Best Humidifier Settings for the Winter and Summer

When we think about cooling or heating our homes, what comes to mind is the temperature setting. Rarely do we think about humidity and its role in making the air in our home moist or dry. For most people, this is because their HVAC unit already takes care of the humidity issue and ensures the air is comfortable.

But what happens when your HVAC unit is not designed to manage your home’s humidity automatically?

That’s where a humidifier comes in.

To understand this concept, let’s define humidity first.

What is Humidity?

Relative humidity refers to the level of water vapor in the air. It is measured in percentage and indicates how much water vapor the air can hold before it becomes liquid (condensation). For example, when relative humidity is 50 percent, it means the air holds half the amount of water it can before condensation happens.

To determine your home’s exact humidity levels, you need a hygrometer to measure water vapor. Most local hardware stores will stock these, and they are not expensive.

The amount of water in the air plays a significant role in your home’s comfort. If humidity is too high, the air feels moist and murky, which is quite uncomfortable. High humidity primarily occurs when it’s hot because the air can hold more water.

On the other hand, low humidity leaves the air feeling dry. In the winter, it feels like the air is cutting through your skin, which leads to skin issues like dryness and itchy eyes.

The secret is to have a balance where the air is not too moist or too dry. According to experts, the ideal house humidity is between 30 and 50 percent. This is subject to some adjustment depending on how hot or cold the outdoor temperature is.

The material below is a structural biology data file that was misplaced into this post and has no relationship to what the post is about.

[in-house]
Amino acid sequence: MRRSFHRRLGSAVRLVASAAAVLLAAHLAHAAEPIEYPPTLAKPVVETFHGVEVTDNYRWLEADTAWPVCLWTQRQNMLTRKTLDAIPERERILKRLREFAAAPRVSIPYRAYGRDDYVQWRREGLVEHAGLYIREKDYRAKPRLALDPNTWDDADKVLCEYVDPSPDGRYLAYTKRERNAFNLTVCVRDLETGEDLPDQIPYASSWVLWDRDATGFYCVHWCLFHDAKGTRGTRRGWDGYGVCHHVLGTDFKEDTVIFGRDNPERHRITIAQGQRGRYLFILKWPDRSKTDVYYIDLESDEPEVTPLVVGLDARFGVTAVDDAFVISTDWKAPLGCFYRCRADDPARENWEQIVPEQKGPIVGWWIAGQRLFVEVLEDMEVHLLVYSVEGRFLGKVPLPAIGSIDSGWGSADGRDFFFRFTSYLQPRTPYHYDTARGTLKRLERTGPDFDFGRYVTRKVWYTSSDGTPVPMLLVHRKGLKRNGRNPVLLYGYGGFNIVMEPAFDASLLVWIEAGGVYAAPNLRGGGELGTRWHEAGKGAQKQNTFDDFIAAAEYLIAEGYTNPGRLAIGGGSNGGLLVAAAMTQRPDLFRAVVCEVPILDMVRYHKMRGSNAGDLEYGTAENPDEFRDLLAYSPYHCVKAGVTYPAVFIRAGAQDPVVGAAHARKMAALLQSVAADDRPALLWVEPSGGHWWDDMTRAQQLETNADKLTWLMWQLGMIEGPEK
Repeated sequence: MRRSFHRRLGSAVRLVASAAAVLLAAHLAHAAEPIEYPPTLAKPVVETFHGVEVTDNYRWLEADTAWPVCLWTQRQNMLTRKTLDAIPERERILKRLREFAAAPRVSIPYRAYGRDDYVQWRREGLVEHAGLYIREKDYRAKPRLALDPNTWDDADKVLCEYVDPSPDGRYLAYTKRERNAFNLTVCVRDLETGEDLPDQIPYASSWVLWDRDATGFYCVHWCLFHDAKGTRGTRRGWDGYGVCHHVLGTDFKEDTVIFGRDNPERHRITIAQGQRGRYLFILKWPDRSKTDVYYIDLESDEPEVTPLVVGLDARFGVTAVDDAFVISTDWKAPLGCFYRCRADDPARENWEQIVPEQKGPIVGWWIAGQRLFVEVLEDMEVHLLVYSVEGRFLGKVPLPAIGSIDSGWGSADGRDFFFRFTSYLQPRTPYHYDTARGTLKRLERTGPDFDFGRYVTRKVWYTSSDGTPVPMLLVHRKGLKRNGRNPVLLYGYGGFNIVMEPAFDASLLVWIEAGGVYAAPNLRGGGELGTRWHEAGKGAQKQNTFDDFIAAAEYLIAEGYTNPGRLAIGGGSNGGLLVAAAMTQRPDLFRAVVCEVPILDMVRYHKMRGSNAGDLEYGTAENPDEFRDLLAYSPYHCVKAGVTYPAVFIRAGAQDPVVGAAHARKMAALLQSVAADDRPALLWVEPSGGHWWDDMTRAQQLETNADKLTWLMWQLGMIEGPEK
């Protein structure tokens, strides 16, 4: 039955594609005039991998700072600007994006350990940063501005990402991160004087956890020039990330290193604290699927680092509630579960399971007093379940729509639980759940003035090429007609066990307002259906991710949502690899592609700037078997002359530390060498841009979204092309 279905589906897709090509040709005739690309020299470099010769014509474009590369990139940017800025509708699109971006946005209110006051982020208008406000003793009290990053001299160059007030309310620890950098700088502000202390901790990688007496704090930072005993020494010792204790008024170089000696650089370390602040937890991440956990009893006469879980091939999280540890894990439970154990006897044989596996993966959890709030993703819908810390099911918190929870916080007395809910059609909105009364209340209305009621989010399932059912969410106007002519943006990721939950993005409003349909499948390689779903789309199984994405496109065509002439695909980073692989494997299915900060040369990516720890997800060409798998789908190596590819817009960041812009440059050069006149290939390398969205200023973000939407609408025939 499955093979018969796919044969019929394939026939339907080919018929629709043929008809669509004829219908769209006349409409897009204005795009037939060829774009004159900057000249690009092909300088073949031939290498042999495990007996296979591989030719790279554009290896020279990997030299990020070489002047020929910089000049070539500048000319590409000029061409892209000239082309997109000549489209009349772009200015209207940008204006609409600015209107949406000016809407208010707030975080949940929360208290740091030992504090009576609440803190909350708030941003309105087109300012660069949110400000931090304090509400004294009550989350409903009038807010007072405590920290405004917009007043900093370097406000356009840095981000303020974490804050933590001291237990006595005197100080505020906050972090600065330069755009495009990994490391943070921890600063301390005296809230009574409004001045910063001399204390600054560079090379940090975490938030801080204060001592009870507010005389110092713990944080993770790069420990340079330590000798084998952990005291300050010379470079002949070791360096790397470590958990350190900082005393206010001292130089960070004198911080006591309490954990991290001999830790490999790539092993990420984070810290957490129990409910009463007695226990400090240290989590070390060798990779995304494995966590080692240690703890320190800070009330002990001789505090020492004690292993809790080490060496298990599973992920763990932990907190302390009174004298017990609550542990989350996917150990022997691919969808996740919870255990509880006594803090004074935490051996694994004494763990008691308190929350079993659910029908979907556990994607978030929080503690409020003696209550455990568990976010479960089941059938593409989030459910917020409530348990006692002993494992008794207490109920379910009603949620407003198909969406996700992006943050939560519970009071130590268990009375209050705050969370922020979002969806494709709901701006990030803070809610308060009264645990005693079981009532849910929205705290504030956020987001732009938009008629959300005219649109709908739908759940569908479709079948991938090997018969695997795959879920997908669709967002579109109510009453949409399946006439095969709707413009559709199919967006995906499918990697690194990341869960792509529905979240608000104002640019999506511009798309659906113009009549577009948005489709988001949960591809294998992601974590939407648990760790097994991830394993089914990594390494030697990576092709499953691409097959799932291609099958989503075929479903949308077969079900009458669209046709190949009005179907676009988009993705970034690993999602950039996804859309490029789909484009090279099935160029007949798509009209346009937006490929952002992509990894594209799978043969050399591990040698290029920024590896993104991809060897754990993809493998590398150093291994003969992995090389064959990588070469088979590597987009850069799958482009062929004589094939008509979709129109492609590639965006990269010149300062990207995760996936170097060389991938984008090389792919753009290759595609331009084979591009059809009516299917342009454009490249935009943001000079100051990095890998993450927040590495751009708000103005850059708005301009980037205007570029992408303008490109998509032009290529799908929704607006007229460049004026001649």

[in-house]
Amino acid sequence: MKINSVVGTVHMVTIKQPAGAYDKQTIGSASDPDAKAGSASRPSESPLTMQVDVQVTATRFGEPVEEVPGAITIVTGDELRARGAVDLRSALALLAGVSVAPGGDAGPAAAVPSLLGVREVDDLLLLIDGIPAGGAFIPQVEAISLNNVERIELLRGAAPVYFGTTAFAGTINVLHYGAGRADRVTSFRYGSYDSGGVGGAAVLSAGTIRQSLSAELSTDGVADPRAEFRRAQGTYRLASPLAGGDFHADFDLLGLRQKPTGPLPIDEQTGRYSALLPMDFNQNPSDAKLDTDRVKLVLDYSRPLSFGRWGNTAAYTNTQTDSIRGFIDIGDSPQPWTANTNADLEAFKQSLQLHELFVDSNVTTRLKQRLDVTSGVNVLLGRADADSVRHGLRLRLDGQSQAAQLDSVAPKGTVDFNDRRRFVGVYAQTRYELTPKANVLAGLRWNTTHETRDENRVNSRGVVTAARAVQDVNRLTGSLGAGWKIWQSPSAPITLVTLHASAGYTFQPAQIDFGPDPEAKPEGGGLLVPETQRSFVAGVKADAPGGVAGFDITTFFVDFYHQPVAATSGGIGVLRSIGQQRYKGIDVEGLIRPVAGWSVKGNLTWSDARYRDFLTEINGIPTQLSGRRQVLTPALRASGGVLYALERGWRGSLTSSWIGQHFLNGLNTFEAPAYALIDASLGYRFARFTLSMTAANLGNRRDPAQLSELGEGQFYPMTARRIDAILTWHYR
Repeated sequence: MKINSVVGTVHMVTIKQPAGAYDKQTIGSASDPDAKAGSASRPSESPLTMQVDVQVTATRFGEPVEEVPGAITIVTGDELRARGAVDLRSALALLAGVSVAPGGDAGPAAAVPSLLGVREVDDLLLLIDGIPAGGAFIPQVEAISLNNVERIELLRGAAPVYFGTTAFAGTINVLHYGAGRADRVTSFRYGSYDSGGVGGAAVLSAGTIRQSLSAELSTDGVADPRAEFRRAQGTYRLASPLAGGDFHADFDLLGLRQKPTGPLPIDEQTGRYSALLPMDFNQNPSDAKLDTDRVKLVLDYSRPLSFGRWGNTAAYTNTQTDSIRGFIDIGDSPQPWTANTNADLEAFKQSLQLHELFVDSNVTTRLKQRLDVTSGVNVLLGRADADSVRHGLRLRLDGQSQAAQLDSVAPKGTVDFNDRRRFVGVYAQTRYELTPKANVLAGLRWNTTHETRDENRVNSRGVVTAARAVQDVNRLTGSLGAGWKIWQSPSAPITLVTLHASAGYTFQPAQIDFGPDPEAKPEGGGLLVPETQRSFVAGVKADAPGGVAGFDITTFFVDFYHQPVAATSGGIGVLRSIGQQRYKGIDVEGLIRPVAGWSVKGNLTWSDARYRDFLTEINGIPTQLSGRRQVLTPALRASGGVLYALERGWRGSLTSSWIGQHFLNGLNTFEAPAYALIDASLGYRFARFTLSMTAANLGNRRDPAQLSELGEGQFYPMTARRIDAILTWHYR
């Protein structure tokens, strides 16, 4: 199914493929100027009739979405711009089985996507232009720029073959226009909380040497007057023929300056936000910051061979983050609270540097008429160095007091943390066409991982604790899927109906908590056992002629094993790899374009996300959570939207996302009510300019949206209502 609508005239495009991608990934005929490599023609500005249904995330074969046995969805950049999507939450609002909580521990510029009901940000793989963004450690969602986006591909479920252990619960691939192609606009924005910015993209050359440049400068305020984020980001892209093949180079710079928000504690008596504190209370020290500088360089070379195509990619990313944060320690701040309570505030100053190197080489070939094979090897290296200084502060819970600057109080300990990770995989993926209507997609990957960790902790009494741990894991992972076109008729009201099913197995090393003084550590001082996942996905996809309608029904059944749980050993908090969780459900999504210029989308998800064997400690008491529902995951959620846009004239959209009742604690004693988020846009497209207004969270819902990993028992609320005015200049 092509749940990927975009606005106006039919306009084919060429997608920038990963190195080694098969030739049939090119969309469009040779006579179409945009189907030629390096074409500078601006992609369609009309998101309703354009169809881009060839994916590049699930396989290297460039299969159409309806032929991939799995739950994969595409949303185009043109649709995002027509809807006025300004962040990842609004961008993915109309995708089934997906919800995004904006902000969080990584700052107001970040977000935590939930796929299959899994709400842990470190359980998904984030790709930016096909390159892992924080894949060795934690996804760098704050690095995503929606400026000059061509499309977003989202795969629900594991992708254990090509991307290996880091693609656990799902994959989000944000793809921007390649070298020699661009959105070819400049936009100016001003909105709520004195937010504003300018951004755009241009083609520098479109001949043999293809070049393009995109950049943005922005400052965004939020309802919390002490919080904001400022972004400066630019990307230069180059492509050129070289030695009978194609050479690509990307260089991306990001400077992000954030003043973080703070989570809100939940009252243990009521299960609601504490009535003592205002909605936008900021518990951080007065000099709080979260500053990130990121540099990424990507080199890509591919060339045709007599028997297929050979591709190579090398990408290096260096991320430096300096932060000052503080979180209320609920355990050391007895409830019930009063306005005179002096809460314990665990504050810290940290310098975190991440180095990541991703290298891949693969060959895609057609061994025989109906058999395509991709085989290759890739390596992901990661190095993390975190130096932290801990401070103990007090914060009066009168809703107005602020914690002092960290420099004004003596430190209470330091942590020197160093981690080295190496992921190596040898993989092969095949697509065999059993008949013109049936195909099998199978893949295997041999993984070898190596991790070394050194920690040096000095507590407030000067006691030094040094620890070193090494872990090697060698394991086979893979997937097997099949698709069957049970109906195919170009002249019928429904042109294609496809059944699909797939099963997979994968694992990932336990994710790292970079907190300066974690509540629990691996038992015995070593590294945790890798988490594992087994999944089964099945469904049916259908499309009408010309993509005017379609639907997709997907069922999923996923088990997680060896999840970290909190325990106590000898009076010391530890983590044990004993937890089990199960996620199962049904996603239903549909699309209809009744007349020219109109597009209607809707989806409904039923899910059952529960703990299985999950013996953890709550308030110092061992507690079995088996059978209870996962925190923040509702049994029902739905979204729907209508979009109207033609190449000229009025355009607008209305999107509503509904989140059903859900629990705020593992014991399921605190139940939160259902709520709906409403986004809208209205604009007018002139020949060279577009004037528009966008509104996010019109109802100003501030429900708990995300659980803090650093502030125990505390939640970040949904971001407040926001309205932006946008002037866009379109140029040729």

Furnace Humidifier

Also known as a whole-house humidifier, a furnace humidifier connects directly to the HVAC system to moisten the warm air your furnace is pushing throughout your home. The humidifier holds a water reservoir.

Naturally, moist air feels warmer and more comfortable to the skin, hair, and nostrils. This means you don’t have to crank up the heater to make your home warmer during the winter. As a result, the furnace uses less energy, and that saves you money.

Furnace humidifier settings affect the amount of moisture released with the air. During the summer, the HVAC unit should not add any moisture to the air because it’s already moist. In the winter, however, the settings will be determined by how dry the air feels and how cold it is outside.

Here’s what you need to know about humidifier summer/winter settings. 

Best Humidifier Setting for Summer

Heat is not the only thing that’s high during summer; the humidity is high too. Besides feeling sticky and muggy, high humidity can also cause hyperthermia, or overheating. Other effects include the following:

  • Mold growth
  • Discomfort when sleeping
  • Damage to furniture, wooden musical instruments, and wooden floors

To combat this, you want a humidity level between 40 percent and 50 percent. You can achieve this balance in two ways depending on the kind of unit you have.